For nigh onto a month I’ve been meaning to write a post on women in business. Seeing Sheryl Sandberg (COO Facebook) on Jon Stewart’s show last night provided the final push.

This smart lady who pulls down a nifty $30 million a year has a new book out, “Lean In,” walloping the New York Times best-seller list (#1 in Non-Fiction). (Oh, yes, the photo below is a different kind of leaning, but I thought it would grab folks attention nonetheless.)

There was a nice profile done of her this week in the San Jose Mercury News providing a modest recap of her recent lecture at Stanford. And she was on “60 Minutes” last month, an excerpt of which ran on CNN.

Leaning Over a CounterThe bullet points from her Stanford lecture had me fascinated. (You’ll have to look for yourself!) And the statistics on where women stand (at the top or not) in the world was also unsettling for 2013:

“Men still run the world, she said, noting that of 197 heads of state, only 22 are women; of the top 500 companies by revenues, only 21 are headed by women; and in politics, women hold just 18 percent of congressional offices. In 2010, women earned just 77 cents for every dollar men made.”


The latter number is ALWAYS in my head because I acutely remember that the dollar-earned needle has hardly moved an iota since I joined the workforce a long time ago.

It seems rather depressing from our side of the fence, right?

But then on International Women’s Day (March 8), there were a plethora of articles and information posted that provided a more encouraging spotlight. The Daily Beast had a nice slideshow/post on 15 Amazing Women in History You’ve Never Heard Of. (Oddly the link only finds 10 of them. Sigh.)

Another post came from Nielsen with some interesting statistics in 10 Things to Know About Today’s Female Consumer.  Here’s #7: “Women in the U.S. spend significantly more time on social media than men do. Online, women spend 44 percent more time on social media, and via mobile, the number jumps to 39 percent.”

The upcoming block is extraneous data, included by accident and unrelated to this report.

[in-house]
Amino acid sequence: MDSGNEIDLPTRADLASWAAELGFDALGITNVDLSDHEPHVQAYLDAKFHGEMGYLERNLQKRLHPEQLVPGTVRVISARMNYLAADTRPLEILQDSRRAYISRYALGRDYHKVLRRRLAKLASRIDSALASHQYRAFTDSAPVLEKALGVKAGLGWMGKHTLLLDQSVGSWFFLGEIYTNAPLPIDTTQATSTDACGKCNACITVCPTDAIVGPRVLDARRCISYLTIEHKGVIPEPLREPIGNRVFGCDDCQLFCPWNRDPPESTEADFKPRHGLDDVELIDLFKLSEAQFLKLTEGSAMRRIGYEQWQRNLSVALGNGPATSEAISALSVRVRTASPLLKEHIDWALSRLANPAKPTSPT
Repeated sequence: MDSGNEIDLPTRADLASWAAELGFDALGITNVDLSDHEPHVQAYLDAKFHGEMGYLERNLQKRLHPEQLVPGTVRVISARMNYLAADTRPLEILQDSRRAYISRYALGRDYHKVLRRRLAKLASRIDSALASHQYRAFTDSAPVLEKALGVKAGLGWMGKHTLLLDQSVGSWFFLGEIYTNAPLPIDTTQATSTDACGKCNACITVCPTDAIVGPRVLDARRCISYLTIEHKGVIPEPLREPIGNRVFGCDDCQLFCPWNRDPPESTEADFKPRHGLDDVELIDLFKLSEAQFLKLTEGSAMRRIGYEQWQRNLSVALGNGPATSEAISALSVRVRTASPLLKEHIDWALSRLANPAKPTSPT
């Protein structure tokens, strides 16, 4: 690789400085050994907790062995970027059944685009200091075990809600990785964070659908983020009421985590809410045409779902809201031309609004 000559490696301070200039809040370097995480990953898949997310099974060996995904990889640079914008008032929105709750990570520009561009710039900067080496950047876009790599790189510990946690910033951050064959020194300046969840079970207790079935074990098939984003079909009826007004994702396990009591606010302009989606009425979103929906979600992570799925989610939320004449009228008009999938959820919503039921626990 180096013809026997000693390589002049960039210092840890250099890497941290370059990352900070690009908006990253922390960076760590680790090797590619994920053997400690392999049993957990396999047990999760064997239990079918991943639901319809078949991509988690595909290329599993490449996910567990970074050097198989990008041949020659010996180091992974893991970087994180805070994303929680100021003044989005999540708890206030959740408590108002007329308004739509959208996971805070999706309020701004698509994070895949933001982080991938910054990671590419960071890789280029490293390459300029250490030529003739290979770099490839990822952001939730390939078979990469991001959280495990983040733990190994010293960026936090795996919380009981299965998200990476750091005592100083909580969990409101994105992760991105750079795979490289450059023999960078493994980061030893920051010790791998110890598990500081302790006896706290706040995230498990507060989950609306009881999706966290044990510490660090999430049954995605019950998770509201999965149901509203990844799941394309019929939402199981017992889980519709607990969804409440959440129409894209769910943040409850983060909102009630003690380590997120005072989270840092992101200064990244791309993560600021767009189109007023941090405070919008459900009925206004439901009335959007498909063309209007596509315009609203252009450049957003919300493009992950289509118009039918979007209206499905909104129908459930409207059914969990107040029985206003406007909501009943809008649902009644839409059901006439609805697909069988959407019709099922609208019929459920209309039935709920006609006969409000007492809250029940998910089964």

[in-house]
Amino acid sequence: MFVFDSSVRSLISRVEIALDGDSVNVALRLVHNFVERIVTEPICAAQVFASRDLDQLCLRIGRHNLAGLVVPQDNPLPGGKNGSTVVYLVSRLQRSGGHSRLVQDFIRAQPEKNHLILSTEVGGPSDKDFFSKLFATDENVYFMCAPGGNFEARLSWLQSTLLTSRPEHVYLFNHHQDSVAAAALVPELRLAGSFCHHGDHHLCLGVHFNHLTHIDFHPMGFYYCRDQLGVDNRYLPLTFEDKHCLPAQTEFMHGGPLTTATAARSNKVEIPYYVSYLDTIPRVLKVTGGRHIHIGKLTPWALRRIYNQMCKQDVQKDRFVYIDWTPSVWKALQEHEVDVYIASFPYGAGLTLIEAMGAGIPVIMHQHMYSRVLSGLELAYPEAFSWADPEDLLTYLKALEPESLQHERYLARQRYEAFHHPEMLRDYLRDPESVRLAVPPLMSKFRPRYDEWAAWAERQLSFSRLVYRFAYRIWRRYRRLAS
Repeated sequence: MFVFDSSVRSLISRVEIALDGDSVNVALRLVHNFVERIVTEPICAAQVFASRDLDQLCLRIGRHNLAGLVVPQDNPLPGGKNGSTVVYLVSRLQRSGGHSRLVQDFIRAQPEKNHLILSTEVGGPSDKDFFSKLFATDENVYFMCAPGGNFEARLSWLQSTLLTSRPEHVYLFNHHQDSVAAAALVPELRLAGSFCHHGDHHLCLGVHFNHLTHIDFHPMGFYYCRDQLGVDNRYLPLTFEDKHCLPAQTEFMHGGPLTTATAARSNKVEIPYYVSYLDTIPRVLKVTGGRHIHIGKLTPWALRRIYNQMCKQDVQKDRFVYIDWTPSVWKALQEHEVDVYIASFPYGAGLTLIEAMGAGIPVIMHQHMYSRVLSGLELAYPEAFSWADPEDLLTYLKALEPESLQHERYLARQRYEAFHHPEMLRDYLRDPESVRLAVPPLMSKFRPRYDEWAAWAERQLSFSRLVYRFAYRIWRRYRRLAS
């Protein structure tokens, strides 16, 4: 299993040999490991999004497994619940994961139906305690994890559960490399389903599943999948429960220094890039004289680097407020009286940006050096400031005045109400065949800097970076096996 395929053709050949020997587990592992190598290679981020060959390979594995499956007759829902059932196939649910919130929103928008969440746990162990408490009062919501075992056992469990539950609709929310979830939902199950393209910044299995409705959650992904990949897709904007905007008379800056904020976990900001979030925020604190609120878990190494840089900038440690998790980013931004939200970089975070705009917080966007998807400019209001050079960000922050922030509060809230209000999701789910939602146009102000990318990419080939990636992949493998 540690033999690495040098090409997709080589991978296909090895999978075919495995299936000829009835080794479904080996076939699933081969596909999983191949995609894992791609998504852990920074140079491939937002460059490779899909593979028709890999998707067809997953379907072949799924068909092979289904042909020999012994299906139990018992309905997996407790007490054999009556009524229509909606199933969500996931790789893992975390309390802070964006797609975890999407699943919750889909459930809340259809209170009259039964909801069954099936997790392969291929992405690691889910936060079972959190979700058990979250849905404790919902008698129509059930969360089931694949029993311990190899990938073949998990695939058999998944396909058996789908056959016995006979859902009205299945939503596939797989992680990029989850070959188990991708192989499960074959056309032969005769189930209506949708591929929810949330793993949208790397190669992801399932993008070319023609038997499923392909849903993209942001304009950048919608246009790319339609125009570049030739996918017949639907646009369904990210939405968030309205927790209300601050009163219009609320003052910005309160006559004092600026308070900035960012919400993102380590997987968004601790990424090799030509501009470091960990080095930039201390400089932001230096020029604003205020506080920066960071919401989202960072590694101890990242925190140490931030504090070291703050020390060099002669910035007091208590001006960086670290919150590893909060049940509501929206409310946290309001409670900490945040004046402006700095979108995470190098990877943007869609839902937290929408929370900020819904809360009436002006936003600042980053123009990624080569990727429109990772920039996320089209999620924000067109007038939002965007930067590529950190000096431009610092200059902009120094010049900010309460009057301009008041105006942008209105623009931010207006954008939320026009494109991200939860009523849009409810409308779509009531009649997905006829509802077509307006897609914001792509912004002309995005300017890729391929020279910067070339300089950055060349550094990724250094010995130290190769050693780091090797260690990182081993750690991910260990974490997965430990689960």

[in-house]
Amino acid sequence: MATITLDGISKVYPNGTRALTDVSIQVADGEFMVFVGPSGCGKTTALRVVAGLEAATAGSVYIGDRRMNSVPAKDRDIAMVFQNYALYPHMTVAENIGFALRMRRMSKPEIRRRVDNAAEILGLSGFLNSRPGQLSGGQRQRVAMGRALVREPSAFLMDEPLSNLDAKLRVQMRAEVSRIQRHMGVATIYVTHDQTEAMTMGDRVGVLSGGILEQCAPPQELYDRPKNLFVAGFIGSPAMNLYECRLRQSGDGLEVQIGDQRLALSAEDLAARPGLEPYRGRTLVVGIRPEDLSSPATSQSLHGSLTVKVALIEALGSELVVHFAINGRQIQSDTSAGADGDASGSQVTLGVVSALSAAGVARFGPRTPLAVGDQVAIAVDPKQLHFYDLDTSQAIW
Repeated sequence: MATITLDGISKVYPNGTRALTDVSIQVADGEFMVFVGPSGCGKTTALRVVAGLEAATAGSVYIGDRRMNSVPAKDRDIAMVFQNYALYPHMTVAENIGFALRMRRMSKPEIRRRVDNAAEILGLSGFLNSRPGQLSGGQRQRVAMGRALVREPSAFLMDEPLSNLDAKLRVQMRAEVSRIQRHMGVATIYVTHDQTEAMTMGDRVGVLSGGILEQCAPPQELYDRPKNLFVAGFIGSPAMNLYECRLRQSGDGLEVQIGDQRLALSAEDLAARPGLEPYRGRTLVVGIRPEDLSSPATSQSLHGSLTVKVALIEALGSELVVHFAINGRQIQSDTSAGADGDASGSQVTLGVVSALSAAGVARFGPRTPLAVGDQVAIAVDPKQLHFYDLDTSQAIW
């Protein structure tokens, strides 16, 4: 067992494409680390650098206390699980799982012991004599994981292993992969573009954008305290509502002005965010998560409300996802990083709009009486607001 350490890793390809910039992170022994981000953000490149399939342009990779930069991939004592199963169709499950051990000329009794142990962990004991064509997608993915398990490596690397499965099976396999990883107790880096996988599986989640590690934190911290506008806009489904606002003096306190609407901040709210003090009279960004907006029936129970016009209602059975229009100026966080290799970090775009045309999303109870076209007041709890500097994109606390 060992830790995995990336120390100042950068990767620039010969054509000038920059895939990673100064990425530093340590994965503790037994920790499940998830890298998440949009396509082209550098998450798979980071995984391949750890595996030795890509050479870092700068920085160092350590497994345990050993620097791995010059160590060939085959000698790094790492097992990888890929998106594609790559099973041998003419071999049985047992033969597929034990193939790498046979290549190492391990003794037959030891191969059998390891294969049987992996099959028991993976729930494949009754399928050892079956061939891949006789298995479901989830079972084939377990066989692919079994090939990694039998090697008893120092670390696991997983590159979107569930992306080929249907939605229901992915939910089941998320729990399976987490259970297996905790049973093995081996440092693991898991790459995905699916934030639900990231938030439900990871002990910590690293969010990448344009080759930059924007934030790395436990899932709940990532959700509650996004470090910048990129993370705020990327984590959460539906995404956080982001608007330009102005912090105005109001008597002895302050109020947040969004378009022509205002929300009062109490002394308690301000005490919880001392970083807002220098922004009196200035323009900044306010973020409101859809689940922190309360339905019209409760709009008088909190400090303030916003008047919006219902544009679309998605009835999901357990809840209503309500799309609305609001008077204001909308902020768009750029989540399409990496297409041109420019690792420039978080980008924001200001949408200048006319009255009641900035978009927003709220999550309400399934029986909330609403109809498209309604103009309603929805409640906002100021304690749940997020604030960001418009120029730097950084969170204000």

Now, if you’ve got a business that targets women buyers, this is information to pay attention to!

Another post, The Women of Social Media

[Infographic], delved further into this information, extracting some needed insight on women and their buying habits in 2013:

“86 percent of U.S. women had at least one social media account, with 2.2 accounts on average. These women spend an average of 12 hours each week (two hours per day) using social media. Women of social media are more influential than women in general.”


So if you’re looking for smart and savvy female customers, are you looking for them on social sites?

Here’s where it starts to get really interesting in the infographic: 81% of these women had Facebook accounts (no surprise). In any given month they averaged Liking or recommending up to 10 products or services (Facebook fan pages). Also during that month they asked for 7.5 recommendations from Friends online. (Wouldn’t you like your products and services to be one of those 7.5?)

As for tweets and Pinning? These ladies retweeted or Pinned images to their Pinterest boards up to 8.5 times per month.

I just have to ask: Are you getting in on that action?

It’s a separate matter if you’re on social media tweeting, posting and pinning and not getting the desired results. It could be that you don’t have time to devote to social media. (I’ve heard Coca-Cola has bumped up their daily tweeting to 100 times per day. It’s gotta take a village to do that!)

Perhaps you’re overcoming technical hurdles in using the tools. Maybe you haven’t really searched out the audience or only did so when you first launched your account instead of making it part of your regular routine.

You can’t expect folks to walk up to your page and Like it. Like a street busker, you must go out and engage with shoppers strolling the ‘streets’ of Facebook, Twitter and Pinterest to draw them in.

Another common problem small businesses face on social media is keeping all the plates spinning. If you can’t remember when you last tweeted or posted to your page on Facebook, it’s time to keep a schedule.

There are many online tools out there to help you maintain a schedule of your outbound posts and tweets. (Buffer is my favorite for Twitter, but it can be used for Facebook and LinkedIn as well.) But for Facebook, I find a simple schedule in Excel is great to help me see what I’ve pre-scheduled to post:

Facebook Posting Schedule

The “L” is for linked stories and the “P” is for Pinterest links so I can remind myself what platform I’m sending visitors to.

The bottom line, however, is that if one methodology hasn’t worked for you doesn’t mean a different one won’t do the trick. I have sampled many different ways to provide consistent, useful content to social sites, not only for myself but also for my clients, to find the best solution.

If I’m not there at all though, I certainly can’t capture any of the 81% of women with social media accounts on Facebook. If I’m not there, they can’t refer me to their friends and colleagues. If I’m not there, I can’t get my foot in the door for potential business.

To steal from Sheryl Sandberg: Time to Lean In and get it done.

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